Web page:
3. As your wife can tell you based on our e-mail correspondence, I was very upfront about my interest in finding the source image and in working with you or your gallery. As you had credited David Turnley, a friend of mine, as the source photographer for your VOTE poster, I couldn’t understand why you wouldn’t credit the photographer for the justly more famous HOPE and PROGRESS posters.

4. When Mannie Garcia’s photograph was correctly identified as the source I went on record both in my blog and in my discussions with AP to say that I did feel your work was transformative and to recommend they not take an adversarial position. My issue was why Mannie wasn’t credited and why you wouldn’t feel some obligation on an ethical level to acknowledge and recompense Mannie, artist to artist.

5. What really bothered me, however, and continues to bother me is that once the correct picture was identified (Mannie’s full frame shot of Obama’s head and shoulders) you continue to insist that the picture you used was the one of Clooney and Obama. Unless it is part of your legal strategy – making your case based on using a detail of a larger picture rather than the entire picture – it makes no sense as it has been indisputably proven that the full frame head shot is the source. I guarantee this 100%.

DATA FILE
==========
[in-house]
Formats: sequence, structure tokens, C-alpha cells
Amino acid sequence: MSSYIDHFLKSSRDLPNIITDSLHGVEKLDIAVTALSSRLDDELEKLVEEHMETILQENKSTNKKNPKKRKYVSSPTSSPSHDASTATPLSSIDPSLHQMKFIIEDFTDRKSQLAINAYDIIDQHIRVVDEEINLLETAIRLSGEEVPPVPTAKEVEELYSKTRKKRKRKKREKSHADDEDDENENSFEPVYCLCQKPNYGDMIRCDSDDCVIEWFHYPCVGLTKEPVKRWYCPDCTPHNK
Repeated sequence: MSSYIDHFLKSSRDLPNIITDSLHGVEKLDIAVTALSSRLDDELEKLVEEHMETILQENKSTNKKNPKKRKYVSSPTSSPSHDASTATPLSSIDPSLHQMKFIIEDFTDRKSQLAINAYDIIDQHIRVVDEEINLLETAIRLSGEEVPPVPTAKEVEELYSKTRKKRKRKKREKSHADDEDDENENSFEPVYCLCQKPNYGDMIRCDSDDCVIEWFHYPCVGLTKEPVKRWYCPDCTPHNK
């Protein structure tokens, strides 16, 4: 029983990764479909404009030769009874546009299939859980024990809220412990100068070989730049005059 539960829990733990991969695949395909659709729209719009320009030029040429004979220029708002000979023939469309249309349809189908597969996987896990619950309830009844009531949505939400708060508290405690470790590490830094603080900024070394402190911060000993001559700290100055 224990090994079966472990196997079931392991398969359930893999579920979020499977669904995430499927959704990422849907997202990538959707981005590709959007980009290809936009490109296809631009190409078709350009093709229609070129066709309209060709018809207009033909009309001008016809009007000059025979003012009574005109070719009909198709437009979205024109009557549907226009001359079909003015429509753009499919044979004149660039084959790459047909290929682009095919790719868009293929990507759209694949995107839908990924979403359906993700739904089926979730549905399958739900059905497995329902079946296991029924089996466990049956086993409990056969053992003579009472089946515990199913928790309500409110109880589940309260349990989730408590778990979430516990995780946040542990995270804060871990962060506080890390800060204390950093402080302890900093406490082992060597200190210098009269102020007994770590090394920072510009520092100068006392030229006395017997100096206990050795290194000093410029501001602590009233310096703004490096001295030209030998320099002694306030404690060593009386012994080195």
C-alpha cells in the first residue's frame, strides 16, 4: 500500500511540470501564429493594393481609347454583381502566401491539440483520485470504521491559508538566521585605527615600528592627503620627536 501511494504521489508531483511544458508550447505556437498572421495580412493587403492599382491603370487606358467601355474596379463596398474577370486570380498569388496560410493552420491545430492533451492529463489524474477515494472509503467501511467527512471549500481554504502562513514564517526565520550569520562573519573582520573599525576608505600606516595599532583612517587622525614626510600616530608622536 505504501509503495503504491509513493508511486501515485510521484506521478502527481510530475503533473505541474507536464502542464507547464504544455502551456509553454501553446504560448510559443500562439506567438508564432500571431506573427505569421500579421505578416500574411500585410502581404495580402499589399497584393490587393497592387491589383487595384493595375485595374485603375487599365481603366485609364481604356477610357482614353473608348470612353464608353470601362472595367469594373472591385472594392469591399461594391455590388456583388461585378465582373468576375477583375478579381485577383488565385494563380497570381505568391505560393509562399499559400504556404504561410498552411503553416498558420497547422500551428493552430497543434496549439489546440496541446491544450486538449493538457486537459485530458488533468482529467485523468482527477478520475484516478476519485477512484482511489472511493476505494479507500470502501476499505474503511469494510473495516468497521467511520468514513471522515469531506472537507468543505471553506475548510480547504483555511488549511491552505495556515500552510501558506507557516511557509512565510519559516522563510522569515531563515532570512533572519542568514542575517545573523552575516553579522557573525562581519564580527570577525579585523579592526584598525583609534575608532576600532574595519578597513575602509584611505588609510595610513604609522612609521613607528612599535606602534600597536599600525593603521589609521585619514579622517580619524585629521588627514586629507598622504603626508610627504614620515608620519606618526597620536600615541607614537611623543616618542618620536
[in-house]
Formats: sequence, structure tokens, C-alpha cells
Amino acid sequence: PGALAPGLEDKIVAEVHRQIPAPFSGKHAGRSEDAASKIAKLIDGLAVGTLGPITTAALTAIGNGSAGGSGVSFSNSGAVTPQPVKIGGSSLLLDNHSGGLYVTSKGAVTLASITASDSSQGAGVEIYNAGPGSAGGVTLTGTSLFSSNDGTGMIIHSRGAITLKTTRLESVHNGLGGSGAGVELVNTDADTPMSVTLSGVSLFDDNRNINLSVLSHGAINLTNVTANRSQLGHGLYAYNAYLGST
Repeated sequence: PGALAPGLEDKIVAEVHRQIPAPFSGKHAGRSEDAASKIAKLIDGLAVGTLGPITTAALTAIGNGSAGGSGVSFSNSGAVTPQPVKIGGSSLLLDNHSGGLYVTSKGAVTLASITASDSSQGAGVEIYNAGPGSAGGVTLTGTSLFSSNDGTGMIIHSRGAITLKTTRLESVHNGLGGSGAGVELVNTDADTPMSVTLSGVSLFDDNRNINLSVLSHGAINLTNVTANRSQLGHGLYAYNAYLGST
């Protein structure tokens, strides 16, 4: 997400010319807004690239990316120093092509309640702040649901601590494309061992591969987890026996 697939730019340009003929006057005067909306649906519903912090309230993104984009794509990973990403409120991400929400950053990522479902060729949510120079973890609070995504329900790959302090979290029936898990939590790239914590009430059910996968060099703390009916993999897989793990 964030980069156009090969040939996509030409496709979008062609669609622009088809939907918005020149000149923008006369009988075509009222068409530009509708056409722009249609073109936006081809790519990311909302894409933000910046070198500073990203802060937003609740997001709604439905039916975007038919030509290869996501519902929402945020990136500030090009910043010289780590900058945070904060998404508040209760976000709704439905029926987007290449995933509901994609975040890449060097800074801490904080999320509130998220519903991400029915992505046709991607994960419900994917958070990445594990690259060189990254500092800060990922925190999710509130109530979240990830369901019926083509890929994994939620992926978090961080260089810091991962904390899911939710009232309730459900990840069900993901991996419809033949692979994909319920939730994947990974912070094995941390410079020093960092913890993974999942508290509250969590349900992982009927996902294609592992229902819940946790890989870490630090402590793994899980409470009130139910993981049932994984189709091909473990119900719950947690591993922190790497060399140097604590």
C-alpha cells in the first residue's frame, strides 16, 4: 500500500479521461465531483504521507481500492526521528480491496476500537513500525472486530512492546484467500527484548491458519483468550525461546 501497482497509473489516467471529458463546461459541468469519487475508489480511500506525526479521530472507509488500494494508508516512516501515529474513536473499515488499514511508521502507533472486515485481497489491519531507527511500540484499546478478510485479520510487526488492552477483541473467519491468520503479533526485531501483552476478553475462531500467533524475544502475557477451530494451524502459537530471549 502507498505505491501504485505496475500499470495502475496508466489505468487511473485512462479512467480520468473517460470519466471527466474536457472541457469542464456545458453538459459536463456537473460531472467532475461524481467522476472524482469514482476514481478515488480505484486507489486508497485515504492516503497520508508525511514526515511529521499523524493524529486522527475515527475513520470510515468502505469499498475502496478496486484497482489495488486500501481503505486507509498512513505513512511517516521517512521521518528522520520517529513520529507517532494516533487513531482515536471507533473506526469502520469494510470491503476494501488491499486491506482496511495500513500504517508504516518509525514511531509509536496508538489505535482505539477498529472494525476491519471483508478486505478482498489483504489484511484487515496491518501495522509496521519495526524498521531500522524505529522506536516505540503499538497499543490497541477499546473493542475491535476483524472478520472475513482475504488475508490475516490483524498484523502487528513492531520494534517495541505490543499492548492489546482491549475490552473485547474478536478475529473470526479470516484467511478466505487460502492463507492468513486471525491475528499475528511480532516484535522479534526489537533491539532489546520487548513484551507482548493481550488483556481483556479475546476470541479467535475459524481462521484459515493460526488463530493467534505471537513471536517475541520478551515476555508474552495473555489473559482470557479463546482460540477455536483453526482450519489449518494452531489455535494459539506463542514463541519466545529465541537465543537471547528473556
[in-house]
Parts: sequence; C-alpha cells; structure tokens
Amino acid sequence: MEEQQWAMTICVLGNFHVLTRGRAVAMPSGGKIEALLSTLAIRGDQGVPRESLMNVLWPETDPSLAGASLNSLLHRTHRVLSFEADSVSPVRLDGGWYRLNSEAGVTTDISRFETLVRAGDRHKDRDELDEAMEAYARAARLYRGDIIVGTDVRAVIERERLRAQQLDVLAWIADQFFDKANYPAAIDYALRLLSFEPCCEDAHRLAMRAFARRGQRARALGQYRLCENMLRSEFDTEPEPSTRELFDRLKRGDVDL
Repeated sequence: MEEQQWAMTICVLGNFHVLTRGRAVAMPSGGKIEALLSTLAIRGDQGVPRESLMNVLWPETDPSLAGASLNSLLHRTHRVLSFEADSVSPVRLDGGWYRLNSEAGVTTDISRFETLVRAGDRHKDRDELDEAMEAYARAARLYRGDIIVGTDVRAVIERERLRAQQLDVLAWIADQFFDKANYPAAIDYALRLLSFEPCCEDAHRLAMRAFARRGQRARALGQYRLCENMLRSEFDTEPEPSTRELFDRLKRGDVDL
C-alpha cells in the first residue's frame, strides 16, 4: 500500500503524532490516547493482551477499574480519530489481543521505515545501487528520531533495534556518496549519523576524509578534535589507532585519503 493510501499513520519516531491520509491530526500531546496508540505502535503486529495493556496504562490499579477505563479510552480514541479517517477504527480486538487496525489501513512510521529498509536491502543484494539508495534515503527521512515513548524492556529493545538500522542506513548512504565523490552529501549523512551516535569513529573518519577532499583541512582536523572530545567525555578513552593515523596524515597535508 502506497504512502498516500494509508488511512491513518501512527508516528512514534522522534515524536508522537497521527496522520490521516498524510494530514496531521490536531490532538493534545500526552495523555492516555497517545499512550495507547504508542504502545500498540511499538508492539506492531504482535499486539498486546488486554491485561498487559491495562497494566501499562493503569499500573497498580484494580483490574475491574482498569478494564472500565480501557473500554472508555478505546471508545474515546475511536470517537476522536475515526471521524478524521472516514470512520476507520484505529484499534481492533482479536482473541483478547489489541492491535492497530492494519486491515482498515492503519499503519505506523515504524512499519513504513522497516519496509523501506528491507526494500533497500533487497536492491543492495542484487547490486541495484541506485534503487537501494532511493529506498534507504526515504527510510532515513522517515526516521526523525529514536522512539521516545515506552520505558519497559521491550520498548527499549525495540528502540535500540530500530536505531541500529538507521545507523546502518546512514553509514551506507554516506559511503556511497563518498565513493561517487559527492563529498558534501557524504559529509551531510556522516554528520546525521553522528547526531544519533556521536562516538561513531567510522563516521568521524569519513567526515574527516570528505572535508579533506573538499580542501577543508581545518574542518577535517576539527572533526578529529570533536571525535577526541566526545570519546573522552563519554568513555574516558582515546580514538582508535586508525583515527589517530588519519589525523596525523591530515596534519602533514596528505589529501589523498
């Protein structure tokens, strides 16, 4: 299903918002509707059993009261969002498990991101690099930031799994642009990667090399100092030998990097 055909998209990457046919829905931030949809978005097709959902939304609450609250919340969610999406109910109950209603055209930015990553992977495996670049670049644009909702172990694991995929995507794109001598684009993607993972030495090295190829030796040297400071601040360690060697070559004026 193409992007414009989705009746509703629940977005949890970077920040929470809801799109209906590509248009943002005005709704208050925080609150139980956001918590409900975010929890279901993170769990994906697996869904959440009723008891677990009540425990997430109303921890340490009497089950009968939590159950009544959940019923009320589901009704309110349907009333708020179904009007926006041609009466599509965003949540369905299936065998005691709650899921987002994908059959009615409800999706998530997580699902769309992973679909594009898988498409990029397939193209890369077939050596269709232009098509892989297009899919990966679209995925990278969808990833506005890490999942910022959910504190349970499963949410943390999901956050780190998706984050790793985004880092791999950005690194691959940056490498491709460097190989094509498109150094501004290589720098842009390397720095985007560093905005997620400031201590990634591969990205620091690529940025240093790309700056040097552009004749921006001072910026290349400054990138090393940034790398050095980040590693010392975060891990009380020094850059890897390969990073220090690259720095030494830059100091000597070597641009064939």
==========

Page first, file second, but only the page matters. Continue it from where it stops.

6. To prove this once for all, rather than relying on other people’s overlays, after reading your latest post yesterday I had my assistant overlay the two Obama shots over your poster. The results are absolutely conclusive as you will see below. You can do this test yourself if you or any of your assistants care to do it using photoshop.

7. So all I’m asking is for you and your dealer to stop disparaging my and Mannie’s motives or the facts we present. Admit you made a mistake and acknowledge the correct source picture as Mannie’s headshot. As someone who has worked in photography for over 30 years as a picture editor, writer, director of Magnum Photos, and gallery owner it has been my practice to stick up for photographers. That is all this was ever about.


James Danziger

Mannie Garcia's full frame headshot

+ Shepard Fairey's HOPE poster

= this composite which lines up 100% identically - head, shoulders, eyes, expression, etc..

Mannie Garcia's shot of Clooney and Garcia

+ Shepard Fairey's HOPE poster

= this composite where the lines don't match up.

Wednesday, April 8, 2009

A Sad Day